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Fostering the Remediation & Redevelopment of
Manufactured Gas Plant Sites

Michael Scalzi


Presentation Title

Comparative Study for ZVI/Peroxide vs Ferric Iron Oxide Persulfate Activation Followed by Intrinsic Facultative, Biologically Mediated Processes

Michael Scalzi, President, Innovative Environmental Technologies, Inc.


An In-Situ Chemical Oxidation (ISCO) remedial process involves injecting an oxidizing agent, such as activated sodium persulfate (Na2S2O8), or other oxidant into the subsurface to destroy organic compounds.  The persulfate anion (S2O82-) has a high redox potential and can be chemically activated to form the sulfate radical (SO42-•), which is a stronger oxidant. The sulfate free radical is a very potent oxidizing agent roughly equivalent to the hydroxyl radical generated using ozone or peroxide.  The two activation methods presented below have the advantage of utilizing both biotic and abiotic processes that include the use of free radical chemistry, oxidation chemistry and facultative biological attenuation.  The potential combination of these processes extends oxidant and free radical residuals while enhancing the in-situ environment for biologically based attenuation of the constituents of interest (COI).  The abiotic portion of the ZVI/Peroxide activated persulfate method uses a unique blend of peroxyl, hydroxyl, evolved heat and sulfate free radicals which results to the oxidation of the COIs. This mixture allows Fenton-like reactions with long-lived sulfate free radical oxidation to occur, while the presence of zero valent iron acts as a catalyst for both reactions.  The evolved heat is of value in situations where there is a high sorbed mass of the hydrophobic compounds of concern. Furthermore, as mentioned above, the decomposition products of the oxidation process are utilized in the subsurface to stimulate facultative biological degradation of the targeted compounds.  After dissolved oxygen has been depleted in the treatment area following the oxidation process, sulfate (the by-product of the persulfate oxidation) may be used as an electron acceptor for co-metabolic progressions, a process termed sulfanogenesis.  The use of ferric iron to activate persulfate for the purpose of degrading organic compounds presents the additional advantage of quickly generating sulfate and ferrate radicals for ISCO treatment.  Moreover, it also supports long-term, sustained, secondary bioremediation processes to manage residuals and prevent contaminant rebound.  Similar to the ZVI/Peroxide activation method described above, that process is achieved by enhancing the subsequent utilization of sulfate and iron as terminal electron acceptors for facultative redox reactions in order to improve biodegradation of any residual COIs. The ferric activated method, similar in its chemistry to the peroxide, ZVI persulfate, differs in that it is an endothermic process while still providing no extreme pH conditions that can mobilize heavy metals causing secondary impact issues, while the presence of iron will sequester sulfur liberation during sulfate reduction reactions to minimize H2S formation.  Moreover, the remedy combines treatment mechanisms thereby allowing for more cost-efficient dosing of the product.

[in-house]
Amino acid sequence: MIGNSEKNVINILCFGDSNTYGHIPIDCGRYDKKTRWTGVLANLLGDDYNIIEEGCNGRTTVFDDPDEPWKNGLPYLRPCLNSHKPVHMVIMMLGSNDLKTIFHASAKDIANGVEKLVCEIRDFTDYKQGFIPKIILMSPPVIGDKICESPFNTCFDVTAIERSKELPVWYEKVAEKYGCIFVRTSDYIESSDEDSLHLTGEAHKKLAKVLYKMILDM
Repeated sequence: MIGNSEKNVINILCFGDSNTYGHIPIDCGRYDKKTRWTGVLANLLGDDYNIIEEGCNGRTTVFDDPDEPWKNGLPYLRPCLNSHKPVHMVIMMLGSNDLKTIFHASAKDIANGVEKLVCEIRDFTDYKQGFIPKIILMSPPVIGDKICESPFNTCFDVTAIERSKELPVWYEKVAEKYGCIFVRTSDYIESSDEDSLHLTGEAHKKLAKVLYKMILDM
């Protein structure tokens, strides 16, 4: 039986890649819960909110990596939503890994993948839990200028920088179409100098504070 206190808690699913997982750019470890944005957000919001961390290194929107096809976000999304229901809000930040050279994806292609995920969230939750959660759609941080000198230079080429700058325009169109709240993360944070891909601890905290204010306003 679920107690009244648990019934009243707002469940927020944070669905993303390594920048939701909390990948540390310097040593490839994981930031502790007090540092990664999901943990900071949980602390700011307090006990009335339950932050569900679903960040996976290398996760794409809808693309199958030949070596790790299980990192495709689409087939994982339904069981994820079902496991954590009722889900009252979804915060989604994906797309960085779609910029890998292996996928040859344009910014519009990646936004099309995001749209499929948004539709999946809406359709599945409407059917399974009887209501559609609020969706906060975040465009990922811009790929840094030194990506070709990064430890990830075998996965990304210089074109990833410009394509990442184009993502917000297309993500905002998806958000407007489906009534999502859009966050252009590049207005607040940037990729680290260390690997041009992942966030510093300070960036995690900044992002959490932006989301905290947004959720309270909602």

Mr. Scalzi, President and founder of Innovative Environmental Technologies, Inc. (IET), has been performing biologically and chemically based remediation since the late 1980’s. Mr. Scalzi has designed and implemented projects ranging in scope from large scale, such as a 136,000 cubic yard in-situ soil remediation in New Jersey, to small scale, such as a 2,000 cubic yard in-situ injection program at a strip mall dry-cleaner in Tennessee. In the nearly 28 years he has been performing remedial projects, he has designed, implemented, and patented chemical, biological and mechanical processes.

Mr. Scalzi has been integral in expanding the application of in-situ remedial processes. His unique perspective relating to the integration of mixed technologies and delivery processes has allowed Mr. Scalzi to apply chemical oxidation, aerobic processes, anaerobic processes along with more traditional remedial approaches. IET was formed in 1998 as a resource for environmental consulting engineers. Since its inception, IET has applied a variety of remedial technologies to over 2,000 sites across the country. Included in these projects are over 250 dry cleaning facilities in Illinois, Indiana, Tennessee, New Jersey, New York, California and Pennsylvania; 30 oil terminals and distribution facilities; hundreds of closed chemical manufacturing facilities and landfills

Mr. Scalzi and IET approach each site with the experience and the resources to recommend and implement the most appropriate remedial solution. IET owns and operates its own fleet of specially designed equipment capable of implementing nearly all types of in-situ remediation processes. Since 1998, IET has grown into the largest and oldest in-situ remedial contractor/technology vendor in the United States.

Mr. Scalzi holds a Master’s degree in microbiology from the State University of New York. He has also participated in the curriculum development for environmental professional programs, sat on numerous state and federal roundtables and advisory boards, developed curriculum for college programs in New York and Pennsylvania, holds patents in delivery and remedial processes, and has published numerous articles relating to his experiences and expertise.